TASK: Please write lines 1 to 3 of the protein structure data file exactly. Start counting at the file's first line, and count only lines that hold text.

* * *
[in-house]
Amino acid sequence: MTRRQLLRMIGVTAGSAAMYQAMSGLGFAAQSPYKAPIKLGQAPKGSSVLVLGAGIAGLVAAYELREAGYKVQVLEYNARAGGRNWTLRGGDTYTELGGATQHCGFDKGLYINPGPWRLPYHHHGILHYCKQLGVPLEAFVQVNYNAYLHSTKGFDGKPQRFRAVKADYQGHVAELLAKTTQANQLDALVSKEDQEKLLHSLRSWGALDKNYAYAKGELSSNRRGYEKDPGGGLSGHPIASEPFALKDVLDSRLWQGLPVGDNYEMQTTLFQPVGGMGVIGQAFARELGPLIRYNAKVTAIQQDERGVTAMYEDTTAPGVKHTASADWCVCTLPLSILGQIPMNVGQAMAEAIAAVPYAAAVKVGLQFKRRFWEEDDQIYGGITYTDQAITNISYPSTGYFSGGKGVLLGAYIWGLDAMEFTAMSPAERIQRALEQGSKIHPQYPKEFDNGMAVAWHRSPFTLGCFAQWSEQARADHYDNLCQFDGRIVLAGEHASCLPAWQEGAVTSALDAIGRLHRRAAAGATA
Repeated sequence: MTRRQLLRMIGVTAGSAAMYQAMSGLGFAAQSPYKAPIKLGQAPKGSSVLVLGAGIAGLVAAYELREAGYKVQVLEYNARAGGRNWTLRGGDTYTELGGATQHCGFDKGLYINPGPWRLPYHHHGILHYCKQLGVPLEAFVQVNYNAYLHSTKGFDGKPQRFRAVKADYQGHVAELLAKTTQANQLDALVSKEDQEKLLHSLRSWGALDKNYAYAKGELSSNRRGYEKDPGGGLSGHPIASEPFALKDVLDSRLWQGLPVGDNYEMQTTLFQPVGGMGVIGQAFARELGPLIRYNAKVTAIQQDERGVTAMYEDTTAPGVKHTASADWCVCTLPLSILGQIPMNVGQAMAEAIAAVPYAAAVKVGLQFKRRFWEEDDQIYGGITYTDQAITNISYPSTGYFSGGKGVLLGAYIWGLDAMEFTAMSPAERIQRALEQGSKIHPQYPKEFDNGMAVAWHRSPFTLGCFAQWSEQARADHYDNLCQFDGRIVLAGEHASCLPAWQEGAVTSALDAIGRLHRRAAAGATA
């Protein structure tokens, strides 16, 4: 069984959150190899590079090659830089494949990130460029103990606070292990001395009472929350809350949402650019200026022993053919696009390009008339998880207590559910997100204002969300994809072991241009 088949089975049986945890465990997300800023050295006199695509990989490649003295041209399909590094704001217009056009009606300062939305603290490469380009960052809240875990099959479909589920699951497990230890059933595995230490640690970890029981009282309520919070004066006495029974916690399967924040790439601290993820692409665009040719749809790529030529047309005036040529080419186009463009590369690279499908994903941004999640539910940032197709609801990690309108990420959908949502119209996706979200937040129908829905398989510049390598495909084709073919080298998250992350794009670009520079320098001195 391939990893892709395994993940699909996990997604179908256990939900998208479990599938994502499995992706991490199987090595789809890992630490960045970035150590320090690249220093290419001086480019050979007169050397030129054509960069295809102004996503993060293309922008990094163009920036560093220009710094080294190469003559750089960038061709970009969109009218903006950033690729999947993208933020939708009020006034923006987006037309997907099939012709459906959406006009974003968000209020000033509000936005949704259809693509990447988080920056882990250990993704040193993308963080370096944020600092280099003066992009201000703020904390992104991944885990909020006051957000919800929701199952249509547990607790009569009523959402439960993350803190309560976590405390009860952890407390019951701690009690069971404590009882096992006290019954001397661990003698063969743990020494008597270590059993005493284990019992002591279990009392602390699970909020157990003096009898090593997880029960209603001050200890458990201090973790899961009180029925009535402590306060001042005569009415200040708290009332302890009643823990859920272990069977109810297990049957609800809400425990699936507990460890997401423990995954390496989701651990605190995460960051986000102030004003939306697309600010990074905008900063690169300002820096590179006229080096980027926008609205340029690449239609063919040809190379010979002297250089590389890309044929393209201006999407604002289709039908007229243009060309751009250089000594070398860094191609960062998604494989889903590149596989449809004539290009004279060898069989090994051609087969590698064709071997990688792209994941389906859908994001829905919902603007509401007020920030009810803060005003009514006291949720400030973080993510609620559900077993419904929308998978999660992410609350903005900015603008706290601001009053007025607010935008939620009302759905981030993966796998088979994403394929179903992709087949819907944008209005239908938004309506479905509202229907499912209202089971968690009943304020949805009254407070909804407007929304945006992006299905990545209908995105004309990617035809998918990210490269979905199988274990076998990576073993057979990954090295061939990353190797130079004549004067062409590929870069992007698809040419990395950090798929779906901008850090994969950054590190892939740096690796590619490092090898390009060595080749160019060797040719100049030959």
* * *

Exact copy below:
[in-house]
Amino acid sequence: MTRRQLLRMIGVTAGSAAMYQAMSGLGFAAQSPYKAPIKLGQAPKGSSVLVLGAGIAGLVAAYELREAGYKVQVLEYNARAGGRNWTLRGGDTYTELGGATQHCGFDKGLYINPGPWRLPYHHHGILHYCKQLGVPLEAFVQVNYNAYLHSTKGFDGKPQRFRAVKADYQGHVAELLAKTTQANQLDALVSKEDQEKLLHSLRSWGALDKNYAYAKGELSSNRRGYEKDPGGGLSGHPIASEPFALKDVLDSRLWQGLPVGDNYEMQTTLFQPVGGMGVIGQAFARELGPLIRYNAKVTAIQQDERGVTAMYEDTTAPGVKHTASADWCVCTLPLSILGQIPMNVGQAMAEAIAAVPYAAAVKVGLQFKRRFWEEDDQIYGGITYTDQAITNISYPSTGYFSGGKGVLLGAYIWGLDAMEFTAMSPAERIQRALEQGSKIHPQYPKEFDNGMAVAWHRSPFTLGCFAQWSEQARADHYDNLCQFDGRIVLAGEHASCLPAWQEGAVTSALDAIGRLHRRAAAGATA
Repeated sequence: MTRRQLLRMIGVTAGSAAMYQAMSGLGFAAQSPYKAPIKLGQAPKGSSVLVLGAGIAGLVAAYELREAGYKVQVLEYNARAGGRNWTLRGGDTYTELGGATQHCGFDKGLYINPGPWRLPYHHHGILHYCKQLGVPLEAFVQVNYNAYLHSTKGFDGKPQRFRAVKADYQGHVAELLAKTTQANQLDALVSKEDQEKLLHSLRSWGALDKNYAYAKGELSSNRRGYEKDPGGGLSGHPIASEPFALKDVLDSRLWQGLPVGDNYEMQTTLFQPVGGMGVIGQAFARELGPLIRYNAKVTAIQQDERGVTAMYEDTTAPGVKHTASADWCVCTLPLSILGQIPMNVGQAMAEAIAAVPYAAAVKVGLQFKRRFWEEDDQIYGGITYTDQAITNISYPSTGYFSGGKGVLLGAYIWGLDAMEFTAMSPAERIQRALEQGSKIHPQYPKEFDNGMAVAWHRSPFTLGCFAQWSEQARADHYDNLCQFDGRIVLAGEHASCLPAWQEGAVTSALDAIGRLHRRAAAGATA